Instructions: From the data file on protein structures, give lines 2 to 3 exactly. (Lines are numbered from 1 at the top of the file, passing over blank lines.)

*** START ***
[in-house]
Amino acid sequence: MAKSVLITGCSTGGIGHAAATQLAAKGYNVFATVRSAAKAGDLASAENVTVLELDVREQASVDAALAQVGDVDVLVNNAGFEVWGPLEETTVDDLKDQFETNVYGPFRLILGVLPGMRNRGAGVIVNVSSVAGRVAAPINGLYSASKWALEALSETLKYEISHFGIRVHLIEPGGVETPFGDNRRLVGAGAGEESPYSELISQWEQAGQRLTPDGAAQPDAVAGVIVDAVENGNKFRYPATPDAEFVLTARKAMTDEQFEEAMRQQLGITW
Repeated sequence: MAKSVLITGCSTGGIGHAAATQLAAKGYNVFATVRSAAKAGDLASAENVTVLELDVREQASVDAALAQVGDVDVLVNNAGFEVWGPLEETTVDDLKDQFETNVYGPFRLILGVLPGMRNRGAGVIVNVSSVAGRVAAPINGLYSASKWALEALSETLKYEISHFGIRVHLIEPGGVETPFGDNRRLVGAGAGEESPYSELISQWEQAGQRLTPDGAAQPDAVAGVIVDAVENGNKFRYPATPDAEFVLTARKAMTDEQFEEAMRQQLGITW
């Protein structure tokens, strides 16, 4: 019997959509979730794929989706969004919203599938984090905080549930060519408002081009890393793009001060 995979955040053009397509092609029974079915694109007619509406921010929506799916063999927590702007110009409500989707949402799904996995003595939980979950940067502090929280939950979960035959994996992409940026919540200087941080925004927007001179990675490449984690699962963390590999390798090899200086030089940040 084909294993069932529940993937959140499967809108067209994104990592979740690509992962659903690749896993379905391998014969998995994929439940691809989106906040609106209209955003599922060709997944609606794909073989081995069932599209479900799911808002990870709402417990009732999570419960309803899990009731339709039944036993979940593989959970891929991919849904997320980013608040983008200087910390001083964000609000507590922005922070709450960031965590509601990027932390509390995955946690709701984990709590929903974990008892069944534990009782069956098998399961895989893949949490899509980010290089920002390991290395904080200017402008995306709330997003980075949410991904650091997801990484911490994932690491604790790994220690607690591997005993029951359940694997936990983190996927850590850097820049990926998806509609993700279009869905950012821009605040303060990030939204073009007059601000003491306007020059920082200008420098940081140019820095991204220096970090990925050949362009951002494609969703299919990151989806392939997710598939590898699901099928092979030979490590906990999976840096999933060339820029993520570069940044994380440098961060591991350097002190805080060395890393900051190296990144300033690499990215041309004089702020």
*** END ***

Amino acid sequence: MAKSVLITGCSTGGIGHAAATQLAAKGYNVFATVRSAAKAGDLASAENVTVLELDVREQASVDAALAQVGDVDVLVNNAGFEVWGPLEETTVDDLKDQFETNVYGPFRLILGVLPGMRNRGAGVIVNVSSVAGRVAAPINGLYSASKWALEALSETLKYEISHFGIRVHLIEPGGVETPFGDNRRLVGAGAGEESPYSELISQWEQAGQRLTPDGAAQPDAVAGVIVDAVENGNKFRYPATPDAEFVLTARKAMTDEQFEEAMRQQLGITW
Repeated sequence: MAKSVLITGCSTGGIGHAAATQLAAKGYNVFATVRSAAKAGDLASAENVTVLELDVREQASVDAALAQVGDVDVLVNNAGFEVWGPLEETTVDDLKDQFETNVYGPFRLILGVLPGMRNRGAGVIVNVSSVAGRVAAPINGLYSASKWALEALSETLKYEISHFGIRVHLIEPGGVETPFGDNRRLVGAGAGEESPYSELISQWEQAGQRLTPDGAAQPDAVAGVIVDAVENGNKFRYPATPDAEFVLTARKAMTDEQFEEAMRQQLGITW